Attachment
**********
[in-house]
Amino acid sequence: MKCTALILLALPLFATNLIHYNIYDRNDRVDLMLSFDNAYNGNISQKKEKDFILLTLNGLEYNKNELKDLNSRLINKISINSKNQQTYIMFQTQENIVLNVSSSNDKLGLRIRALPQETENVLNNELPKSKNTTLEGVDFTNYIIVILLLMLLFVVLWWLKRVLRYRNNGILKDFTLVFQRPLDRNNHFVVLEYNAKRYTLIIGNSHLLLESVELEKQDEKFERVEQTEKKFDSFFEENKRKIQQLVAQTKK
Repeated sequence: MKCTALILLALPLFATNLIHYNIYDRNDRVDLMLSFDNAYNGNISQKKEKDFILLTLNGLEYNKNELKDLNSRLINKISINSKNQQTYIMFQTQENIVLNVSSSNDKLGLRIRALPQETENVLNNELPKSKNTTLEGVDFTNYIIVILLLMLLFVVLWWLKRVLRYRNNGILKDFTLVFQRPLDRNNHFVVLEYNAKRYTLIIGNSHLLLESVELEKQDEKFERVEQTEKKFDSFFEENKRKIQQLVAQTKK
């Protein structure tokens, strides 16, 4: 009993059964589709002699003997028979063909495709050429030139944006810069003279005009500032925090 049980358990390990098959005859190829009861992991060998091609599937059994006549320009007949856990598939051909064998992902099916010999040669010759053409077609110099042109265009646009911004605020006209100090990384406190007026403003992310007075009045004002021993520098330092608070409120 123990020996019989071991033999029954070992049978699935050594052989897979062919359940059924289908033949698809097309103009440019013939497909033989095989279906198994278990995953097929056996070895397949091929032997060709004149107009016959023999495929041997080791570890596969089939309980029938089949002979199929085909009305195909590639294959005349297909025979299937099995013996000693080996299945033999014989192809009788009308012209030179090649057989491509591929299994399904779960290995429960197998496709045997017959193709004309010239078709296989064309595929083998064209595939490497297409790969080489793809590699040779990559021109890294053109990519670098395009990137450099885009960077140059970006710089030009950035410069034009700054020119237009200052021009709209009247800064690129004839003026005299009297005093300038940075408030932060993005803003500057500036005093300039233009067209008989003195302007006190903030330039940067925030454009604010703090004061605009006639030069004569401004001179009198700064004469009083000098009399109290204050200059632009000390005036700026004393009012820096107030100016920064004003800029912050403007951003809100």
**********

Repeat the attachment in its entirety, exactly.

[in-house]
Amino acid sequence: MKCTALILLALPLFATNLIHYNIYDRNDRVDLMLSFDNAYNGNISQKKEKDFILLTLNGLEYNKNELKDLNSRLINKISINSKNQQTYIMFQTQENIVLNVSSSNDKLGLRIRALPQETENVLNNELPKSKNTTLEGVDFTNYIIVILLLMLLFVVLWWLKRVLRYRNNGILKDFTLVFQRPLDRNNHFVVLEYNAKRYTLIIGNSHLLLESVELEKQDEKFERVEQTEKKFDSFFEENKRKIQQLVAQTKK
Repeated sequence: MKCTALILLALPLFATNLIHYNIYDRNDRVDLMLSFDNAYNGNISQKKEKDFILLTLNGLEYNKNELKDLNSRLINKISINSKNQQTYIMFQTQENIVLNVSSSNDKLGLRIRALPQETENVLNNELPKSKNTTLEGVDFTNYIIVILLLMLLFVVLWWLKRVLRYRNNGILKDFTLVFQRPLDRNNHFVVLEYNAKRYTLIIGNSHLLLESVELEKQDEKFERVEQTEKKFDSFFEENKRKIQQLVAQTKK
């Protein structure tokens, strides 16, 4: 009993059964589709002699003997028979063909495709050429030139944006810069003279005009500032925090 049980358990390990098959005859190829009861992991060998091609599937059994006549320009007949856990598939051909064998992902099916010999040669010759053409077609110099042109265009646009911004605020006209100090990384406190007026403003992310007075009045004002021993520098330092608070409120 123990020996019989071991033999029954070992049978699935050594052989897979062919359940059924289908033949698809097309103009440019013939497909033989095989279906198994278990995953097929056996070895397949091929032997060709004149107009016959023999495929041997080791570890596969089939309980029938089949002979199929085909009305195909590639294959005349297909025979299937099995013996000693080996299945033999014989192809009788009308012209030179090649057989491509591929299994399904779960290995429960197998496709045997017959193709004309010239078709296989064309595929083998064209595939490497297409790969080489793809590699040779990559021109890294053109990519670098395009990137450099885009960077140059970006710089030009950035410069034009700054020119237009200052021009709209009247800064690129004839003026005299009297005093300038940075408030932060993005803003500057500036005093300039233009067209008989003195302007006190903030330039940067925030454009604010703090004061605009006639030069004569401004001179009198700064004469009083000098009399109290204050200059632009000390005036700026004393009012820096107030100016920064004003800029912050403007951003809100």